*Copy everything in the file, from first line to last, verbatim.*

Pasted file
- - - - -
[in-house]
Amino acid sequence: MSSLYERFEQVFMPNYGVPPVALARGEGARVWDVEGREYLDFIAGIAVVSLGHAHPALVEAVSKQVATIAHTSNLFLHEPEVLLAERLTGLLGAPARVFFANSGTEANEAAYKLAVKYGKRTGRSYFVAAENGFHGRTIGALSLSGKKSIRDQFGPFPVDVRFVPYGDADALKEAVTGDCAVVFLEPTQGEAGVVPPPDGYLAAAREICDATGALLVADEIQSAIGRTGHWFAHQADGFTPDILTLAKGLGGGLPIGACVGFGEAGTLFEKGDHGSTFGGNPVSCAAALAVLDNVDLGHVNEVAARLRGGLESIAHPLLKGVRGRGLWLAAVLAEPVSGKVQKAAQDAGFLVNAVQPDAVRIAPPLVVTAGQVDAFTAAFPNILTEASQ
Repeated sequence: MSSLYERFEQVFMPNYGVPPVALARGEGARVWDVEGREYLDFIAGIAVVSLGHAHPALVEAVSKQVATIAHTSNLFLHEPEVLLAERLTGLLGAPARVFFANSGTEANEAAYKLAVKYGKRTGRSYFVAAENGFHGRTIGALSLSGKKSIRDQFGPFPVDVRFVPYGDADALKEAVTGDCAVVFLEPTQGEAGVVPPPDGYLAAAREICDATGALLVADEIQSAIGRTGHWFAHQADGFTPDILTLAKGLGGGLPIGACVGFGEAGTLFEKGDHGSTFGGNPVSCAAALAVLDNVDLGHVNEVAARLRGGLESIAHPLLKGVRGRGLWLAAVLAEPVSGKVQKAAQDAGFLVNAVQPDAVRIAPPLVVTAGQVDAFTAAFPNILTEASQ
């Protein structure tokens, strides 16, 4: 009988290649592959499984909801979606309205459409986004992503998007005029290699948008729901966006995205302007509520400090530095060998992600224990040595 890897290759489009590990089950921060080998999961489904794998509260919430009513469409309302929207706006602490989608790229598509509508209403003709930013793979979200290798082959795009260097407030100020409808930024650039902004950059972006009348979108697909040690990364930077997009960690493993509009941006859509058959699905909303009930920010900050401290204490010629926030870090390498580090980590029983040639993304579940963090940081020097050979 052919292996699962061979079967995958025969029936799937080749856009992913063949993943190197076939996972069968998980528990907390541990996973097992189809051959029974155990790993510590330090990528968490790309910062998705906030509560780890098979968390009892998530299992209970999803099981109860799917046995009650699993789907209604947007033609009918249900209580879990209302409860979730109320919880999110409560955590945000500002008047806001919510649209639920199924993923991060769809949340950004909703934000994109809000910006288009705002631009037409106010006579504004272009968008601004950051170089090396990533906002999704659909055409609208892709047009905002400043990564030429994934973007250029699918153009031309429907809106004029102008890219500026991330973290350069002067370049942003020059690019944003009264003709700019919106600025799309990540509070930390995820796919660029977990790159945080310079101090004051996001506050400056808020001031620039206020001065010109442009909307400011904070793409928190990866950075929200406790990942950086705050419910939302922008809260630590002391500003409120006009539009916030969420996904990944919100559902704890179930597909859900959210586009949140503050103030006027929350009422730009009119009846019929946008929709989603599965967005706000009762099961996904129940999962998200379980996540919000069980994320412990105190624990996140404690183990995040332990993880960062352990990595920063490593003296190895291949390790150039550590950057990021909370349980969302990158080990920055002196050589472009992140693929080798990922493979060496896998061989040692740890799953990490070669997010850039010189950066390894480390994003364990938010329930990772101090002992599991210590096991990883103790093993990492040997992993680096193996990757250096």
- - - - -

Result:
[in-house]
Amino acid sequence: MSSLYERFEQVFMPNYGVPPVALARGEGARVWDVEGREYLDFIAGIAVVSLGHAHPALVEAVSKQVATIAHTSNLFLHEPEVLLAERLTGLLGAPARVFFANSGTEANEAAYKLAVKYGKRTGRSYFVAAENGFHGRTIGALSLSGKKSIRDQFGPFPVDVRFVPYGDADALKEAVTGDCAVVFLEPTQGEAGVVPPPDGYLAAAREICDATGALLVADEIQSAIGRTGHWFAHQADGFTPDILTLAKGLGGGLPIGACVGFGEAGTLFEKGDHGSTFGGNPVSCAAALAVLDNVDLGHVNEVAARLRGGLESIAHPLLKGVRGRGLWLAAVLAEPVSGKVQKAAQDAGFLVNAVQPDAVRIAPPLVVTAGQVDAFTAAFPNILTEASQ
Repeated sequence: MSSLYERFEQVFMPNYGVPPVALARGEGARVWDVEGREYLDFIAGIAVVSLGHAHPALVEAVSKQVATIAHTSNLFLHEPEVLLAERLTGLLGAPARVFFANSGTEANEAAYKLAVKYGKRTGRSYFVAAENGFHGRTIGALSLSGKKSIRDQFGPFPVDVRFVPYGDADALKEAVTGDCAVVFLEPTQGEAGVVPPPDGYLAAAREICDATGALLVADEIQSAIGRTGHWFAHQADGFTPDILTLAKGLGGGLPIGACVGFGEAGTLFEKGDHGSTFGGNPVSCAAALAVLDNVDLGHVNEVAARLRGGLESIAHPLLKGVRGRGLWLAAVLAEPVSGKVQKAAQDAGFLVNAVQPDAVRIAPPLVVTAGQVDAFTAAFPNILTEASQ
């Protein structure tokens, strides 16, 4: 009988290649592959499984909801979606309205459409986004992503998007005029290699948008729901966006995205302007509520400090530095060998992600224990040595 890897290759489009590990089950921060080998999961489904794998509260919430009513469409309302929207706006602490989608790229598509509508209403003709930013793979979200290798082959795009260097407030100020409808930024650039902004950059972006009348979108697909040690990364930077997009960690493993509009941006859509058959699905909303009930920010900050401290204490010629926030870090390498580090980590029983040639993304579940963090940081020097050979 052919292996699962061979079967995958025969029936799937080749856009992913063949993943190197076939996972069968998980528990907390541990996973097992189809051959029974155990790993510590330090990528968490790309910062998705906030509560780890098979968390009892998530299992209970999803099981109860799917046995009650699993789907209604947007033609009918249900209580879990209302409860979730109320919880999110409560955590945000500002008047806001919510649209639920199924993923991060769809949340950004909703934000994109809000910006288009705002631009037409106010006579504004272009968008601004950051170089090396990533906002999704659909055409609208892709047009905002400043990564030429994934973007250029699918153009031309429907809106004029102008890219500026991330973290350069002067370049942003020059690019944003009264003709700019919106600025799309990540509070930390995820796919660029977990790159945080310079101090004051996001506050400056808020001031620039206020001065010109442009909307400011904070793409928190990866950075929200406790990942950086705050419910939302922008809260630590002391500003409120006009539009916030969420996904990944919100559902704890179930597909859900959210586009949140503050103030006027929350009422730009009119009846019929946008929709989603599965967005706000009762099961996904129940999962998200379980996540919000069980994320412990105190624990996140404690183990995040332990993880960062352990990595920063490593003296190895291949390790150039550590950057990021909370349980969302990158080990920055002196050589472009992140693929080798990922493979060496896998061989040692740890799953990490070669997010850039010189950066390894480390994003364990938010329930990772101090002992599991210590096991990883103790093993990492040997992993680096193996990757250096």